A secret terrorist watchlist with 1.9 million records, including classified “no-fly” records was exposed on the internet.
The list was left accessible on an Elasticsearch cluster that had no password on it.
Millions of people on no-fly and terror watchlists exposed
July this year, Security Discovery researcher Bob Diachenko came across a plethora of JSON records in an exposed Elasticsearch cluster that piqued his interest.
The 1.9 million-strong recordset contained sensitive information on people, including their names, country citizenship, gender, date of birth, passport details, and no-fly status.
The exposed server was indexed by search engines Censys and ZoomEye, indicating Diachenko may not have been the only person to come across the list:
The researcher told BleepingComputer that given the nature of the exposed fields (e.g. passport details and “no_fly_indicator”) it appeared to be a no-fly or a similar terrorist watchlist.
Additionally, the researcher also noticed some oblique fields such as “tag,” “nomination type,” and “selectee indicator,” that weren’t imminently understood by him.
“That was the only valid guess given the nature of data plus there was a specific field named ‘TSC_ID’,” Diachenko told BleepingComputer, which hinted to him the source of the recordset could be the Terrorist Screening Center (TSC).
FBI’s TSC is used by multiple federal agencies to manage and share consolidated information for counterterrorism purposes.
The agency maintains the classified watchlist called the Terrorist Screening Database, sometimes also referred to as the “no-fly list.”
Such databases are regarded as highly sensitive in nature, considering the vital role they play in aiding national security and law enforcement tasks.
Terrorists or reasonable suspects who pose a national security risk are “nominated” for placement on the secret watchlist at the government’s discretion.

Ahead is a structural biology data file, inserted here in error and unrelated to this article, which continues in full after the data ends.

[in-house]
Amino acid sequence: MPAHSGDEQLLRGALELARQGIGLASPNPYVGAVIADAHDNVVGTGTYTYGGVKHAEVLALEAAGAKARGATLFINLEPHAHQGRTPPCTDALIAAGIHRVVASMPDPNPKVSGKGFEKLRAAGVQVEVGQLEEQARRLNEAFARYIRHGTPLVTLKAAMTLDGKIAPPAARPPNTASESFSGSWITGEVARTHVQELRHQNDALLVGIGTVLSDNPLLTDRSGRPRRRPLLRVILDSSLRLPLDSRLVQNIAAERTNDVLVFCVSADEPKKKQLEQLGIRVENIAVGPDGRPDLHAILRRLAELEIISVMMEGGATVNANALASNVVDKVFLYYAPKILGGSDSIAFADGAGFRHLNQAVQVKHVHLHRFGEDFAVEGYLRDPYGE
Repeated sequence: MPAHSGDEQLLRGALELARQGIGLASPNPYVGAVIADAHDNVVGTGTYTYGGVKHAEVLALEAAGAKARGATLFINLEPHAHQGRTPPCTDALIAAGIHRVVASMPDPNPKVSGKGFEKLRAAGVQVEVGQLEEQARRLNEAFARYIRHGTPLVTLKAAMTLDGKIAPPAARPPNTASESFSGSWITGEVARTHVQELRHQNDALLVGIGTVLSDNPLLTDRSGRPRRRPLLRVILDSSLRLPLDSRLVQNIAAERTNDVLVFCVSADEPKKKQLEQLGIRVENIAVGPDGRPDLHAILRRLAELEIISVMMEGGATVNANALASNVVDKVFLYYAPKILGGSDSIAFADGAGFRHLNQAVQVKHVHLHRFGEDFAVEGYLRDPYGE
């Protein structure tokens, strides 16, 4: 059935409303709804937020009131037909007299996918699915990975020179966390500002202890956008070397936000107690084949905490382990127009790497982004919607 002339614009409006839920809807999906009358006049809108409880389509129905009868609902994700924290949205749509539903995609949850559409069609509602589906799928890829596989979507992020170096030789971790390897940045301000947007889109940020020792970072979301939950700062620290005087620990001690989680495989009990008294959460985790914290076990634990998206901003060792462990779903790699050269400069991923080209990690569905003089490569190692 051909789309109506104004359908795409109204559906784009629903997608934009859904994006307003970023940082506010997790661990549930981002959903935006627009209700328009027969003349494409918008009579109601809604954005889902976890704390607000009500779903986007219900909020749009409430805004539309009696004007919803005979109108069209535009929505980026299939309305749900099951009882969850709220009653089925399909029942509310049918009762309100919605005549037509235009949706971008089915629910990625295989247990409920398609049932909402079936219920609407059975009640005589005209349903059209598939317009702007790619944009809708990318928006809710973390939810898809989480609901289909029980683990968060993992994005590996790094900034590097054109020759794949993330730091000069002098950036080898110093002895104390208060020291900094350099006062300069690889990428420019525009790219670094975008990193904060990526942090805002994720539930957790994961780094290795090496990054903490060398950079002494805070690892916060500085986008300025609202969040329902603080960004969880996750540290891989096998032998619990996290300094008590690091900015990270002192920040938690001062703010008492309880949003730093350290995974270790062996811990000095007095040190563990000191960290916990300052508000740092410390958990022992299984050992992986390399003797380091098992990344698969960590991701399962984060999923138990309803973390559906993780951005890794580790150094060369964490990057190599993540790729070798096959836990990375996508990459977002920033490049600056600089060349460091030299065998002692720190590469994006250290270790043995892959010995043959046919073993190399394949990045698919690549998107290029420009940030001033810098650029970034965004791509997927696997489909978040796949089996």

The list is referenced by airlines and multiple agencies such as the Department of State, Department of Defense, Transportation Security Authority (TSA), and Customs and Border Protection (CBP) to check if a passenger is allowed to fly, inadmissible to the U.S. or assess their risk for various other activities.
Server taken offline 3 weeks after DHS notified
The researcher discovered the exposed database on July 19th, interestingly, on a server with a Bahrain IP address, not a US one.
However, the same day, he rushed to report the data leak to the U.S. Department of Homeland Security (DHS).
“I discovered the exposed data on the same day and reported it to the DHS.”
“The exposed server was taken down about three weeks later, on August 9, 2021.”
“It’s not clear why it took so long, and I don’t know for sure whether any unauthorized parties accessed it,” writes Diachenko in his report.
The researcher considers this data leak to be serious, considering watchlists can list people who are suspected of an illicit activity but not necessarily charged with any crime.
“In the wrong hands, this list could be used to oppress, harass, or persecute people on the list and their families.”
“It could cause any number of personal and professional problems for innocent people whose names are included in the list,” says the researcher.
Cases, where people landed on the no-fly list for refusing to become an informant, aren’t unheard of.
Diachenko believes this leak could therefore have negative repercussions for such people and suspects.
“The TSC watchlist is highly controversial. The ACLU, for example, has for many years fought against the use of a secret government no-fly list without due process,” continued the researcher.
Note, it is not confirmed if the server leaking the list belonged to a U.S. government agency or a third-party entity.
BleepingComputer has reached out to the FBI and we are awaiting their response.